2 Coppin students arrested in slaying

March 05, 1994|By Norris P. West and Karen E. Ludwig | Norris P. West and Karen E. Ludwig,Sun Staff Writers

Two Coppin State College students were arrested yesterday in the fatal stabbing of a Morgan State University student in an incident that Baltimore's top police official blamed on a lack of skills needed to resolve conflicts without resorting to violence.

The arrests of the freshman students -- brothers from The Bronx, N.Y., -- shocked the Coppin campus in West Baltimore.

Earl H. Jenkins, associate dean for student development at Coppin State, said the arrests "have got us reeling."

"The college faculty, staff and students are saddened by this incident, and our heart goes out to the families of those involved," Mr. Jenkins said.

Scott Stevenson, 20, and Mark Stevenson, 19, were arrested by homicide detectives about 3 a.m. yesterday in their dormitory room on Coppin's campus in the 2500 block of W. North Ave.

Police said Scott Stevenson was charged with first-degree murder, assault with intent to murder and possession of a deadly weapon in the Feb. 17 fatal stabbing of Sean Jones, 22, a Morgan State University junior, outside the Morgan gymnasium.

Scott Stevenson was being held without bail.

Mark Stevenson was charged with assault with intent to kill and possession of a deadly weapon, police said. He was being held (( on $100,000 bail, and a bail review hearing was set for Monday.

Police Commissioner Thomas C. Frazier, who held a news conference to announce the arrests, said the stabbings escalated from an argument that began when one of the Coppin students either kicked or hit Mr. Jones' car.

"Because of a failure in conflict-resolution skills, a student of higher learning is dead and two others are in jail," Mr. Frazier said. "This is a situation that says to me we need to be involved in conflict-resolution skill development before [students] get to this age."

Police said the fatal altercation stemmed from a minor incident about 5:30 p.m. Feb. 17 when someone kicked or hit Mr. Jones' Ford Escort as he tried to park on a Morgan lot before attending business classes.

During a verbal exchange, witnesses told police, the other man pulled a knife and threatened Mr. Jones, who left the area.

About two hours later, Mr. Jones, Shanile Shakoor, 20, of the 5200 block of Leith Road, and Marlon Sullivan, 21, of the 5200 block of Loch Raven Blvd., looked for the man who kicked or hit the car.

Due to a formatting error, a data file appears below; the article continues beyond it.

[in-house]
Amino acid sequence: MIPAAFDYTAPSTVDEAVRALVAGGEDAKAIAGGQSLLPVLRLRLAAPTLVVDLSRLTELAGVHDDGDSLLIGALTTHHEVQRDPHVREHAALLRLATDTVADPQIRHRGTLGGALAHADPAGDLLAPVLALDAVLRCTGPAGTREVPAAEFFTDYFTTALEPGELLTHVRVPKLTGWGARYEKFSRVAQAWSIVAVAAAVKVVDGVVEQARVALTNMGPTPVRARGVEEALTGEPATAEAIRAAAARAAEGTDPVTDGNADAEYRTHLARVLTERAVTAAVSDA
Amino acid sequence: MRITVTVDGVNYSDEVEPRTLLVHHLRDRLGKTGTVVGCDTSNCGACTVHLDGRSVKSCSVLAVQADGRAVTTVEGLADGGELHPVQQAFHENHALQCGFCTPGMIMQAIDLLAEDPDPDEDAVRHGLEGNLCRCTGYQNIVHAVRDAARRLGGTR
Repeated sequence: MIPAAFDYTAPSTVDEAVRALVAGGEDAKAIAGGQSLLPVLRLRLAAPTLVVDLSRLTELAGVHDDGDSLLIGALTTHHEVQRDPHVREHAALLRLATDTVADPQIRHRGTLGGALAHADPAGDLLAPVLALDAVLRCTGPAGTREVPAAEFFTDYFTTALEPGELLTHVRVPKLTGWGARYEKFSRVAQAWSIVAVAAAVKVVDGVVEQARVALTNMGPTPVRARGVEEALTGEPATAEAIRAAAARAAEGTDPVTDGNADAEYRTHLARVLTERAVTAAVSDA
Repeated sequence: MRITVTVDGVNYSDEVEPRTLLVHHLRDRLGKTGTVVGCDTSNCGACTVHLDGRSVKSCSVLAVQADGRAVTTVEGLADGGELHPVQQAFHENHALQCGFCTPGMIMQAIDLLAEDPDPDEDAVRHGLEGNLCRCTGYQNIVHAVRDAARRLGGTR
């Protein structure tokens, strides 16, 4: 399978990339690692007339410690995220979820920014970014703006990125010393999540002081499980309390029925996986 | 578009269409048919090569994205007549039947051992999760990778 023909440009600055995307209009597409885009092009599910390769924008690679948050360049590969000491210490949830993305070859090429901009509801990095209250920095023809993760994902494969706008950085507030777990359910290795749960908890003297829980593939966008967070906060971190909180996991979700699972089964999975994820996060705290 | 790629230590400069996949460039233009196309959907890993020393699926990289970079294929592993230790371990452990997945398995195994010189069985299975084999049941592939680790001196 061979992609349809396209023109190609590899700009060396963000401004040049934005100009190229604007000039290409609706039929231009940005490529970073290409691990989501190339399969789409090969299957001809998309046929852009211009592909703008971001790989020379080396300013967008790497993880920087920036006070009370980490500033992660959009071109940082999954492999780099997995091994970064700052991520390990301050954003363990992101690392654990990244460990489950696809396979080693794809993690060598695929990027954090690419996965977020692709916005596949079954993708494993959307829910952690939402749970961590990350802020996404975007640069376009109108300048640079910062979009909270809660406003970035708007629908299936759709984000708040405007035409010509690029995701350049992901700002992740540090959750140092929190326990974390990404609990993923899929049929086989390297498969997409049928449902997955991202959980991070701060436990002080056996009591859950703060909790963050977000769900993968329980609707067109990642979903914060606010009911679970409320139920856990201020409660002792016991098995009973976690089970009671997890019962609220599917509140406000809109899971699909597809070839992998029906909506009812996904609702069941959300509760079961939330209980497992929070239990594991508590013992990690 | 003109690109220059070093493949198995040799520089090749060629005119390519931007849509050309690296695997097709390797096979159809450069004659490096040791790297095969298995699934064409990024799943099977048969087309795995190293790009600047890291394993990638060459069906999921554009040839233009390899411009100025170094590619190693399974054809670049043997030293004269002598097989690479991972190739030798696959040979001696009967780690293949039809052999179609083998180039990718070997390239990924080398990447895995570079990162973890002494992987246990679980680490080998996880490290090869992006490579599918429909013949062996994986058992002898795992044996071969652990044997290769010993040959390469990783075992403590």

Outside the Edward P. Hurt gymnasium, the three found the man, who was with several others.

A fight broke out during which Mr. Jones was fatally stabbed in the back and his friends were also stabbed. Police said several people witnessed the fight because a crowd had gathered to attend a comedy show at the school.

Police said the Stevenson brothers were at Morgan State in Northeast Baltimore to attend the show.

In the confusion, police said, the assailants fled, discarding evidence that was later found and given to investigators. Among the evidence was a knife believed to have been used in the assault, police said.

Mild-mannered, popular

Yesterday on the Coppin campus, students described the Stevenson brothers as mild-mannered, friendly and popular.

Royal Howard, a freshman, said the brothers were easygoing.

"Scott is quiet. He goes to classes, goes back to his room and studies, eats something, then goes back to his room and studies some more," said Mr. Howard, 19, a freshman who is in Scott Stevenson's Spanish class. "Mark is very relaxed. Whenever I've see him, he is just laying around reading or something."

"They went to school every day and they worked out with me in the weight room," said Raymond T. Richardson, a sophomore who lives in the Dedmond dormitory, where the brothers shared a suite with four other students. "Both of them were calm, laid-back."

Coley Cole, who roomed with the brothers, described them as typical college students. He said they liked hip-hop music and enjoyed playing video football games late into the night.

Mr. Cole, a sophomore, said nothing appeared unusual when the brothers returned from Morgan on Feb. 17. He said they talked mostly about the concert although they mentioned there was a disturbance but said they didn't know what it was about.

He refused to believe his roommates attacked the Morgan students. "That wasn't what they were about," he said.


Ani Blanks, a freshman who lives at Dedmond dormitory, said the brothers usually stayed with each other and a small group of friends.

"They were friendly," Ms. Blanks said. "They spoke to everybody."

Officials from Coppin and Morgan, two historically black institutions, said the incident does not reflect any hostility between the schools.

Cassaundra Wilkins, a senior, said her concern was that news of the arrests would give the public a negative perception of Coppin.

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